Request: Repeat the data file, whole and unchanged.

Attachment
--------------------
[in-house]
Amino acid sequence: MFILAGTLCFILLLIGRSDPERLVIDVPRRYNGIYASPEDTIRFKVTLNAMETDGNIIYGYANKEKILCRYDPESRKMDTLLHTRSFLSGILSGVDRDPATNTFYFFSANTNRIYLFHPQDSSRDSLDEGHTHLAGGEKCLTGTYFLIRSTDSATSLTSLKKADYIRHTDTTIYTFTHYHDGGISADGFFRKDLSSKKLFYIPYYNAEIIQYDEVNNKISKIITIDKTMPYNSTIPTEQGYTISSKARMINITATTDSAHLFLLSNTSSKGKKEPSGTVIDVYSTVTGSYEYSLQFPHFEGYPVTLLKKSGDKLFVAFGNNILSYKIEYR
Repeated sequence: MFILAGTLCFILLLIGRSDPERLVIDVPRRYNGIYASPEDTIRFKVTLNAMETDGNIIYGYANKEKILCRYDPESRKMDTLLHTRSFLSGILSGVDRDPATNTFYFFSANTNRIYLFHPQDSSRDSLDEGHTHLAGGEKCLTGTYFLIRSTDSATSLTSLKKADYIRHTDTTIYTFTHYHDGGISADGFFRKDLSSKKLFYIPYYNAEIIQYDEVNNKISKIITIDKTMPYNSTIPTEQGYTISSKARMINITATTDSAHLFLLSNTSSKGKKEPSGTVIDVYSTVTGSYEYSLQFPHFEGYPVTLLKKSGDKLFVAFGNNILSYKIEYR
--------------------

[in-house]
Amino acid sequence: MFILAGTLCFILLLIGRSDPERLVIDVPRRYNGIYASPEDTIRFKVTLNAMETDGNIIYGYANKEKILCRYDPESRKMDTLLHTRSFLSGILSGVDRDPATNTFYFFSANTNRIYLFHPQDSSRDSLDEGHTHLAGGEKCLTGTYFLIRSTDSATSLTSLKKADYIRHTDTTIYTFTHYHDGGISADGFFRKDLSSKKLFYIPYYNAEIIQYDEVNNKISKIITIDKTMPYNSTIPTEQGYTISSKARMINITATTDSAHLFLLSNTSSKGKKEPSGTVIDVYSTVTGSYEYSLQFPHFEGYPVTLLKKSGDKLFVAFGNNILSYKIEYR
Repeated sequence: MFILAGTLCFILLLIGRSDPERLVIDVPRRYNGIYASPEDTIRFKVTLNAMETDGNIIYGYANKEKILCRYDPESRKMDTLLHTRSFLSGILSGVDRDPATNTFYFFSANTNRIYLFHPQDSSRDSLDEGHTHLAGGEKCLTGTYFLIRSTDSATSLTSLKKADYIRHTDTTIYTFTHYHDGGISADGFFRKDLSSKKLFYIPYYNAEIIQYDEVNNKISKIITIDKTMPYNSTIPTEQGYTISSKARMINITATTDSAHLFLLSNTSSKGKKEPSGTVIDVYSTVTGSYEYSLQFPHFEGYPVTLLKKSGDKLFVAFGNNILSYKIEYR